Changes to associated companies rules

Senior Tax Manager Connor Smith explains the changes to associated companies and how the rules may impact you


From 1 April 2023, the rate of corporation tax that a company is subject to depends on the level of its taxable profits. The rate of tax is based on a comparison of the company’s taxable profits against the corporation tax thresholds of £50,000 (the lower limit) and £250,000 (the upper limit).

In summary:

  • Where taxable profits are £50,000 or less, a rate of 19% applies.
  • Where taxable profits are between £50,001 and £250,000, an effective rate of 26.5% applies.
  • Where taxable profits are more than £250,000, a rate of 25% applies.

The above profit limits are, however, reduced equally by the number of companies that are ‘associated’ with your company.

As an expert in tax regulations, we’ve asked Connor Smith, Senior Tax Manager to share his insights on how these changes can affect associated companies.

Take it away Connor

As businesses grow and evolve, it is crucial for business owners and stakeholders to stay updated on the latest regulations that govern their operations. Below I’ve walked through what associated companies actually are, and explained the impact that these rules may have on your business.

What are associated companies?

Lets start at the beginning. Broadly, companies are associated with one another if the same person, or group of companies / individuals, has control over the company.

Control means more than 50% of:

  • The voting power within the company.
  • The company’s issued ordinary share capital.
  • Distributable profits.
  • Greater part of the assets on a notional winding up. Commonly, the greater part of the assets on a notional winding up will apply whereby a company has loaned money to another company and therefore, if the loanee company was wound up, the loaner would be entitled to the greater part of the assets due to the loan provided.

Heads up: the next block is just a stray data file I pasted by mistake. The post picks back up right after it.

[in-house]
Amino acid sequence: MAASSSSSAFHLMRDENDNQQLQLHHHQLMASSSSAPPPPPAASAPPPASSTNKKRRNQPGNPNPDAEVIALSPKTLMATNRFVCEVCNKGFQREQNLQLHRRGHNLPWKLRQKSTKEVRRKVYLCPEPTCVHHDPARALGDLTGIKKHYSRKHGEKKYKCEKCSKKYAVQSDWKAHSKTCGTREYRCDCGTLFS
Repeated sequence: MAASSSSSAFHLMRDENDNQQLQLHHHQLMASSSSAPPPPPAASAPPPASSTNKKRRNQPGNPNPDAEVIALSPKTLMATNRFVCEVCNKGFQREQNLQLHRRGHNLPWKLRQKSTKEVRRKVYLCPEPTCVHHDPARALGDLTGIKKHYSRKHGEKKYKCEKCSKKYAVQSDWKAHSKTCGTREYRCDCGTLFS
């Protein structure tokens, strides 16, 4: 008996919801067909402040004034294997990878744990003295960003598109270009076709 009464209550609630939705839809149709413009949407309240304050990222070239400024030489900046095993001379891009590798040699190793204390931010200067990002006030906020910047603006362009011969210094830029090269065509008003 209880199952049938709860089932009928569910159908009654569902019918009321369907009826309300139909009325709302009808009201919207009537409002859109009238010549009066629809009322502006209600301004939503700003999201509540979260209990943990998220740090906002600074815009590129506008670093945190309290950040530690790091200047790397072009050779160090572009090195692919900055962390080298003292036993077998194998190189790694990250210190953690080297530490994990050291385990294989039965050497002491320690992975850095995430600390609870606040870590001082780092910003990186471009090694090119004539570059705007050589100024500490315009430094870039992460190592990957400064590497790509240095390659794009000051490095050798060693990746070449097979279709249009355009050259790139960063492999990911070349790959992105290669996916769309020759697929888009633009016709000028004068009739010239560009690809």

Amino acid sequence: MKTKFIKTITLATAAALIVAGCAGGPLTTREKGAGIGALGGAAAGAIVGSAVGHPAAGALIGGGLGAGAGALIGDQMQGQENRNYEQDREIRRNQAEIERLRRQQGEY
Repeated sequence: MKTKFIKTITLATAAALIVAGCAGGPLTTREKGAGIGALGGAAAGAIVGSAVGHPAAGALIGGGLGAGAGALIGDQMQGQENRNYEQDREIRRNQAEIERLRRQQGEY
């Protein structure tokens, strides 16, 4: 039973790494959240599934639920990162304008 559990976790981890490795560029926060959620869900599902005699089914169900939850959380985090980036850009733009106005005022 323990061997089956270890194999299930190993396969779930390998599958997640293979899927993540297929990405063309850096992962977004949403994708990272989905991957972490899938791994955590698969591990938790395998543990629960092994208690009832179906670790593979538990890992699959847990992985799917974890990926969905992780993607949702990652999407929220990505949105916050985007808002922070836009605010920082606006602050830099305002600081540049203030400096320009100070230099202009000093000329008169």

In addition, companies may be associated if there is ‘substantial commercial interdependence’ between companies. This, for example, could be common management, employees, premises, equipment, customers, economic objective or financial support / interest.

Other rules impacting associated companies

To determine the number of associated companies, the following rules generally apply:

  • Companies are associated for a whole chargeable accounting period if they are associated at any point in time during the accounting period. Therefore, companies that join or leave the group during the year are included, even if they are only in for 1 day.
  • If companies are in a group and A Ltd owns 51% of B Ltd and B Ltd owns 51% of C Ltd, A Ltd is treated as having 3 associated companies even though it only indirectly controls 26% of C Ltd.
  • Dormant companies are excluded. A dormant company is essentially a company with no activity which is broadly the receipt and payment of dividends.
  • Overseas companies are deemed to be associated.

If, however, a husband and wife each have 100% control of their own companies, those companies will not be associated unless there is substantial commercial interdependence between them.

As you can see, the associated companies rules are not straight forward and therefore advice should be sought as to whether companies are associated.

Potential impact of associated companies

Where shareholders own a number of companies within a group, or where companies are under common ownership, it can result in a higher rate of Corporation Tax due on profits than that of previous years. It is therefore important for you to discuss the impact of the above with your Client Services Director.

Here to help

If you have any concerns about the rules impacting associate companies we are here to help. To speak to our tax team, please send an email to and one of our Senior Tax Advisers will be in touch soon.

To look at our other tax services, click here.

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